Take the 2-minute tour ×
Stack Overflow is a question and answer site for professional and enthusiast programmers. It's 100% free, no registration required.

Description:

I am analysing my application to improve the overall performance, and among the different bottle neck I have identified, one of the major area which is draining the performance seems to come from _wordcopy_fwd_dest_aligned instruction/function.

Below is a short description of the problem -

  • Function gets a buffer stream - containing the length and the char stream in length-value format.
  • Read the len (some code to check for machine alignment etc).
  • Read the character array and assign it to the string.

PusedoCode
The pusedo code looks as below

read_buf(max_len)  
v.assign((char*)pdata,max_len)  

Now, when the CPU cycles are checked from quantify report, I see heavy utilization in the _wordcopy_fwd_dest_aligned. Also from reports such as - Improve CPU Cycles for performance, I see that idea would be to reduce this by using any alternative approach.

Question

  1. Is there a simple alternative for the above code, which reduces/eliminates the _wordcopy_fwd_dest_aligned usage thus gaining me the performance (even at the cost of memory).
  2. In case the above does not work, any suggested area of work around for the above code? But the final o/p needs to be in string itself.

PS:
a. Since the code needs to work in distributed environment, the word alignment etc needs to be handled, so bit hesitant about option (2) in the Question list.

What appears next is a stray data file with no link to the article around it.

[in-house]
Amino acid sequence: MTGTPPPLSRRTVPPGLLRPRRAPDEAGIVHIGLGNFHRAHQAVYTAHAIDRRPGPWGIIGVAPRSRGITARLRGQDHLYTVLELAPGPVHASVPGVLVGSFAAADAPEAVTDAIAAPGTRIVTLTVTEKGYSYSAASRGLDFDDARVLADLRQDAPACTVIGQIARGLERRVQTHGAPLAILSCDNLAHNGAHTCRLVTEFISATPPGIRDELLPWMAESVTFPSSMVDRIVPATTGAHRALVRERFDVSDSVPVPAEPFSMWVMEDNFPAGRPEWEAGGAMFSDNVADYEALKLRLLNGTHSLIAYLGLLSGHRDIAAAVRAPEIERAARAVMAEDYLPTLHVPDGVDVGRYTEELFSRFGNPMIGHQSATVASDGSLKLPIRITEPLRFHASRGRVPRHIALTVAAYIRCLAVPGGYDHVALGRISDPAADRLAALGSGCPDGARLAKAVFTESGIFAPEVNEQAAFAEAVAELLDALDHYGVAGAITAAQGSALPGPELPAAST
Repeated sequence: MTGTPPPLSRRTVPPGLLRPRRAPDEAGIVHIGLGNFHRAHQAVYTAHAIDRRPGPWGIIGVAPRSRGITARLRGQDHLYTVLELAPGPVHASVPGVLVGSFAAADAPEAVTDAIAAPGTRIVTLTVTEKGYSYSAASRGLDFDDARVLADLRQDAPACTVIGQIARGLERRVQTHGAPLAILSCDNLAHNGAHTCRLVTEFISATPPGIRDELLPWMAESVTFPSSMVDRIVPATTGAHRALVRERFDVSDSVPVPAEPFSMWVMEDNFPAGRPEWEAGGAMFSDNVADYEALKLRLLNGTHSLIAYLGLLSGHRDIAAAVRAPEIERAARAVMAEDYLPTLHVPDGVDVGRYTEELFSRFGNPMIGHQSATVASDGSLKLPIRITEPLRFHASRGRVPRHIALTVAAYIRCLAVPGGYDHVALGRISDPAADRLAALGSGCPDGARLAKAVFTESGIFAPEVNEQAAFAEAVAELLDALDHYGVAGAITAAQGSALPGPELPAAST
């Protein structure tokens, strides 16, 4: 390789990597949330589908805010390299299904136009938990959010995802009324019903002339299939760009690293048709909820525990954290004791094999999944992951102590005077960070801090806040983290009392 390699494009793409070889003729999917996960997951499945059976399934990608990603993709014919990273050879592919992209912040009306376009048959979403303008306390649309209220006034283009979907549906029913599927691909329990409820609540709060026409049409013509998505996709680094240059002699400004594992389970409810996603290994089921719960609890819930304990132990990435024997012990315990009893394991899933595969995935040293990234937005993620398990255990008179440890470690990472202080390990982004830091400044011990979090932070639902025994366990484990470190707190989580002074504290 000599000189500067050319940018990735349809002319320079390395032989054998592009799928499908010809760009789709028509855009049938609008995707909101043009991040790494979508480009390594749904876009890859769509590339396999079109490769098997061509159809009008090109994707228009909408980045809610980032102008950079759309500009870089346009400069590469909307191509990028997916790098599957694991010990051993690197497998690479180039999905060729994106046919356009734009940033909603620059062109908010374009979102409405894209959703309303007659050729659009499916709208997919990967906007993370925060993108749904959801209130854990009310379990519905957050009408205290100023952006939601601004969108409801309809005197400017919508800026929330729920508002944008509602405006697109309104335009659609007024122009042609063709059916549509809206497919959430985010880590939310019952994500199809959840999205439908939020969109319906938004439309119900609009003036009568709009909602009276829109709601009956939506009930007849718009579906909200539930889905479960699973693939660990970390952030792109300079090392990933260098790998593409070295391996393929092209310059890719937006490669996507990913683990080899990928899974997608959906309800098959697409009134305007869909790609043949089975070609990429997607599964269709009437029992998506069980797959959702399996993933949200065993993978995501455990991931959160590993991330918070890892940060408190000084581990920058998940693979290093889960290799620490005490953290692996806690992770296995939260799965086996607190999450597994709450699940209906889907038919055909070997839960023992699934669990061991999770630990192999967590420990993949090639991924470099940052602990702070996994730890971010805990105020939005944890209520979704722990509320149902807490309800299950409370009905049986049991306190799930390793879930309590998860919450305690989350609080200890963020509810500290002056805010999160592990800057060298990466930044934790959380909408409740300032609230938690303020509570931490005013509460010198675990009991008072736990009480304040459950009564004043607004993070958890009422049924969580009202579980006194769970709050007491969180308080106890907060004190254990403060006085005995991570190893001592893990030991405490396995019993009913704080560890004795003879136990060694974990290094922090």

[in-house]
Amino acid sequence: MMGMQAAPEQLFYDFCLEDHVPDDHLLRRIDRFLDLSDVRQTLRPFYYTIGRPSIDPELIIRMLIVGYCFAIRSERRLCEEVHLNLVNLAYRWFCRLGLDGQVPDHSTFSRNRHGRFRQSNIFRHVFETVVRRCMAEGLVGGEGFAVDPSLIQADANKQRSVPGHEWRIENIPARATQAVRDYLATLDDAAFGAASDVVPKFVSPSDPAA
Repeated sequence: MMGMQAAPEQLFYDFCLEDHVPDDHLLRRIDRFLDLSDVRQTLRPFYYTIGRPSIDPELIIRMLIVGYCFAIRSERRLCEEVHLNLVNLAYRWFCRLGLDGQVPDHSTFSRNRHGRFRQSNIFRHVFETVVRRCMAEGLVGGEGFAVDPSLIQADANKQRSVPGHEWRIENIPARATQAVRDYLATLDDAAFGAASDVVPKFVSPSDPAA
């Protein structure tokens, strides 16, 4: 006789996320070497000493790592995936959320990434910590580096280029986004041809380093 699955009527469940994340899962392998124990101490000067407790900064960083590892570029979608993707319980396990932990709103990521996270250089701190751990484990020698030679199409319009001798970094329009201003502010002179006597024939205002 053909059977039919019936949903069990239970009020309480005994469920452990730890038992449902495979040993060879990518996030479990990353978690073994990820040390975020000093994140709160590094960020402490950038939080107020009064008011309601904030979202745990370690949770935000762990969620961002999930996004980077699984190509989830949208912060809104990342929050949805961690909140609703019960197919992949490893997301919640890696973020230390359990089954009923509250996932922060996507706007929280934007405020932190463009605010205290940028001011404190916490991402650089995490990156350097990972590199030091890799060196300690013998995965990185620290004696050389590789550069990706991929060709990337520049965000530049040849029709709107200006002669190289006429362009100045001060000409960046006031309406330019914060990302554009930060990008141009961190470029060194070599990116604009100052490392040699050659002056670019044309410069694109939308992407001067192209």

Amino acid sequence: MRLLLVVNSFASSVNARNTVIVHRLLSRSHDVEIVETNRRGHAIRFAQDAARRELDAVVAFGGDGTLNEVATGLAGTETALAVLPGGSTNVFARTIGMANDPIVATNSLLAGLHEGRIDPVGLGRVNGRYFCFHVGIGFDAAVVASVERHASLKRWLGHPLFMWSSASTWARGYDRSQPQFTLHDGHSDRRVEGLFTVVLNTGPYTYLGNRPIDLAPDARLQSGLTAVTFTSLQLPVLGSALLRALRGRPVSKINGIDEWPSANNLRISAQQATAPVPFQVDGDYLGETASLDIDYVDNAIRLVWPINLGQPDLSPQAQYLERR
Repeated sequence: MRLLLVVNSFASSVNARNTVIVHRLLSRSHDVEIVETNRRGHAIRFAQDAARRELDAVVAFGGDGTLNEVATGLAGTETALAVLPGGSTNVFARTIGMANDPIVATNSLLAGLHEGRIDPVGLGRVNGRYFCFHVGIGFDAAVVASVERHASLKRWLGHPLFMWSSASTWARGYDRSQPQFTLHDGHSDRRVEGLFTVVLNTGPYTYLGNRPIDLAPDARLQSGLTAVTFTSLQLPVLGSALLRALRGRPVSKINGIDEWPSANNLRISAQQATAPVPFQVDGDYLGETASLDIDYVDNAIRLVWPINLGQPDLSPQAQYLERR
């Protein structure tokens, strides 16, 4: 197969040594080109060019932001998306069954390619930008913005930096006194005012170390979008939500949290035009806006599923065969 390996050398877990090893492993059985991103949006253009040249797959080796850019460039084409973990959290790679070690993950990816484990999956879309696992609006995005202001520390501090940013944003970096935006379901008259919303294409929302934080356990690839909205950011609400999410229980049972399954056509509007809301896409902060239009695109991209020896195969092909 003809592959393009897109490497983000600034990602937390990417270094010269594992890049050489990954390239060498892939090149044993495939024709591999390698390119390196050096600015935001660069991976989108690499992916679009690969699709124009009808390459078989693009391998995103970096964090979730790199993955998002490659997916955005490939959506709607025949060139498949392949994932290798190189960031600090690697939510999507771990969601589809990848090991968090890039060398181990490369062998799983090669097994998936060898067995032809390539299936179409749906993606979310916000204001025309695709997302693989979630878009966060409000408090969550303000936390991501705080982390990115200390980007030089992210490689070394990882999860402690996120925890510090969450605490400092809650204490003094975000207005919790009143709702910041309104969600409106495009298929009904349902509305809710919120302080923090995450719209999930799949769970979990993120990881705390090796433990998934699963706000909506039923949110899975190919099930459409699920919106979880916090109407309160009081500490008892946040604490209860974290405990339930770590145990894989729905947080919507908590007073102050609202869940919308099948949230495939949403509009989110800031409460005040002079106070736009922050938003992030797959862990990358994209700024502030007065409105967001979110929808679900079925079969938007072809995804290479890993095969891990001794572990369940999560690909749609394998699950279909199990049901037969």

b. We are using stlport library, so does this needs any tweaking/Can this cause the problem? A simple code with std::string v.assign(...) did not show up _wordcopy_fwd_dest_aligned.

share|improve this question
    
What architecture? What CPU model? Does it need to run on more than one CPU model? –  Ben Voigt May 8 '12 at 4:33

1 Answer 1

up vote 4 down vote accepted

That IS the optimized copy routine. To get more performance, you will likely have to eliminate copies, or else sacrifice compatibility with some processor models.

share|improve this answer
1  
+1. Fastes way to copy (or run any other code for that matter) is not to perform it at all. –  Alexei Levenkov May 8 '12 at 4:42

Your Answer

 
discard

By posting your answer, you agree to the privacy policy and terms of service.

Not the answer you're looking for? Browse other questions tagged or ask your own question.